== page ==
My first visit
As I enter the small room, I could see that it was very much a holy man’s world. I could see a frail little figure sitting on a mat in the corner, cobwebs fluttering above his head. An ancient glass-fronted bookcase, layered with dust, was stacked with yellowed volumes of Islamic traditions.
In front of the old man sat the preacher from the central mosque, probably the second most influential man among the 14,000 Muslims who compose the community. On each side of him sat another elder. collectively, these four men act as the religious conscience of the whole town.
There were two other men, younger, one of whom I had met at the airport one day. We had talked about Islam, and I had presented him with the claims of Christ. I had also given him five New Testaments, one each for him and his companions.
It was to my advantage that I could speak their dialect, especially to the elders. When asked if I was a Muslim, I replied that I had read the Qur’an. After a little more verbal fencing I inquired about the history of their ancient town.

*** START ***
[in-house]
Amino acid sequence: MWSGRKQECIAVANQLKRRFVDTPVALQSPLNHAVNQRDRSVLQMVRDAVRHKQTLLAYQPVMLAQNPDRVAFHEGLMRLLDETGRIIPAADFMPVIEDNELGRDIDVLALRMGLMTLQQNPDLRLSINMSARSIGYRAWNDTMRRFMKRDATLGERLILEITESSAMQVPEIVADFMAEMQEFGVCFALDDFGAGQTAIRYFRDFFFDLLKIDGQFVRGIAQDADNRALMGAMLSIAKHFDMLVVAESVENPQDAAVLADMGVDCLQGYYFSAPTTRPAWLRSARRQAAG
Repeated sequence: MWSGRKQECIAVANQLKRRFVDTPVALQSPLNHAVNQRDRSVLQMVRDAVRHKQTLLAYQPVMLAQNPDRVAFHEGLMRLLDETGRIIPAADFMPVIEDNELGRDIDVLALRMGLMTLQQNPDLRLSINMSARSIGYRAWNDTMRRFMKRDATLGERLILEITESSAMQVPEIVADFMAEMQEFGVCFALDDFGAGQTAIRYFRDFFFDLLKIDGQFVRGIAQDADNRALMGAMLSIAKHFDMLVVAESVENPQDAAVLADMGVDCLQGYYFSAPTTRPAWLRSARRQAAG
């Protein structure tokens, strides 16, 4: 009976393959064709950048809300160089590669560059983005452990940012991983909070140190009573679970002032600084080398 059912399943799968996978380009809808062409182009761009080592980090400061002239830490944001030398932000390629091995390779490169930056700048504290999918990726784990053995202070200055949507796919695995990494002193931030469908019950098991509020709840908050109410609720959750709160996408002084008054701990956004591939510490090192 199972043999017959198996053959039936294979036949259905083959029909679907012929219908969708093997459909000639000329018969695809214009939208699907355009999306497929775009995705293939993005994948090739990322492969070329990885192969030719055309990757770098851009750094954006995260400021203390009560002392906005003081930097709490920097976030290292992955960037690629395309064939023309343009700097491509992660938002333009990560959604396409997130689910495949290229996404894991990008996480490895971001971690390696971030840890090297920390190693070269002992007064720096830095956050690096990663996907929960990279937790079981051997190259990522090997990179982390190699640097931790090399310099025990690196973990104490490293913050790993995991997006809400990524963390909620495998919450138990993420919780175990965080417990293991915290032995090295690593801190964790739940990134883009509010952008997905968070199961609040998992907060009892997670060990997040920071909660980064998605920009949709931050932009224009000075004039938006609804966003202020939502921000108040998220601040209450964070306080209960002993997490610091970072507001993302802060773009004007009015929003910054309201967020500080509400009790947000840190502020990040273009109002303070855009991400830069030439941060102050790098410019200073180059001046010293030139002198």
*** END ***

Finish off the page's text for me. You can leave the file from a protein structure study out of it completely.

I learned that Islam had taken hold there in the seventeenth century when a pagan chief became a Muslim. This had little effect on the country people who continued to practice traditional religion. This is still true, but today 80 to 90 percent of the townspeople are Muslims. I asked a few more questions and withdrew. There would be another day.
My second visit
As I talked with the younger men, I realized that they were concerned about their roles in the community. Seven highly esteemed men of the faith had died the year before, and the younger ones missed their leadership. They wanted my opinion about the Qur’an. Is it adequate to meet the needs of modern man?
My third visit
I let things cool down, and then asked, “Since we are all children of Adam and Eve, who of us is without sin?
The preacher turned to the Qur’an and read a passage which said that Muslims should not discuss their religion with Christians.
I kept on. Since Muhammad said the Gospel of Jesus was good, I queried, should they not read it? Also, Muhammad referred a number of times to the Old Testament Scriptures. Should they not read them, too? And what about the prophetic Scriptures?
Then I noticed a magazine in the old man’s hand. there was an article in it with a call from the Ayatollah Khomeini to the Muslim world for a holy war against Christians and the West. I assumed it came from the same source as the anti-Christian posters on the public library bulletin board.
Despite the magazine, the preacher requested a New Testament in his language; the old man himself wanted to know more about prophecies concerning Egypt and Israel. It was a trying two hours, but the door is still open. I need to go back.